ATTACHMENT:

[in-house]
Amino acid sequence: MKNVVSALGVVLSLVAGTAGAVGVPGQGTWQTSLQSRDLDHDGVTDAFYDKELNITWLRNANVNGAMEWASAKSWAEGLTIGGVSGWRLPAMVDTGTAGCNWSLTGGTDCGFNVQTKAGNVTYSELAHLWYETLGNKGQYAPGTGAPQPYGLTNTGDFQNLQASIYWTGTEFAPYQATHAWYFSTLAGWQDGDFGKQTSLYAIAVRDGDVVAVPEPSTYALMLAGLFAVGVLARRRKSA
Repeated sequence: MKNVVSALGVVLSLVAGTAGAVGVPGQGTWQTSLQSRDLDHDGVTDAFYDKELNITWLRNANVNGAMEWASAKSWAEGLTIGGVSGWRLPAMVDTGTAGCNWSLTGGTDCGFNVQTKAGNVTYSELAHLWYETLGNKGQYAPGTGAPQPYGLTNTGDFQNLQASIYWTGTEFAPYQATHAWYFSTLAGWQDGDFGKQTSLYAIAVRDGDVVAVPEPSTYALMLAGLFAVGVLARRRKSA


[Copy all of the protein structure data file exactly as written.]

[in-house]
Amino acid sequence: MKNVVSALGVVLSLVAGTAGAVGVPGQGTWQTSLQSRDLDHDGVTDAFYDKELNITWLRNANVNGAMEWASAKSWAEGLTIGGVSGWRLPAMVDTGTAGCNWSLTGGTDCGFNVQTKAGNVTYSELAHLWYETLGNKGQYAPGTGAPQPYGLTNTGDFQNLQASIYWTGTEFAPYQATHAWYFSTLAGWQDGDFGKQTSLYAIAVRDGDVVAVPEPSTYALMLAGLFAVGVLARRRKSA
Repeated sequence: MKNVVSALGVVLSLVAGTAGAVGVPGQGTWQTSLQSRDLDHDGVTDAFYDKELNITWLRNANVNGAMEWASAKSWAEGLTIGGVSGWRLPAMVDTGTAGCNWSLTGGTDCGFNVQTKAGNVTYSELAHLWYETLGNKGQYAPGTGAPQPYGLTNTGDFQNLQASIYWTGTEFAPYQATHAWYFSTLAGWQDGDFGKQTSLYAIAVRDGDVVAVPEPSTYALMLAGLFAVGVLARRRKSA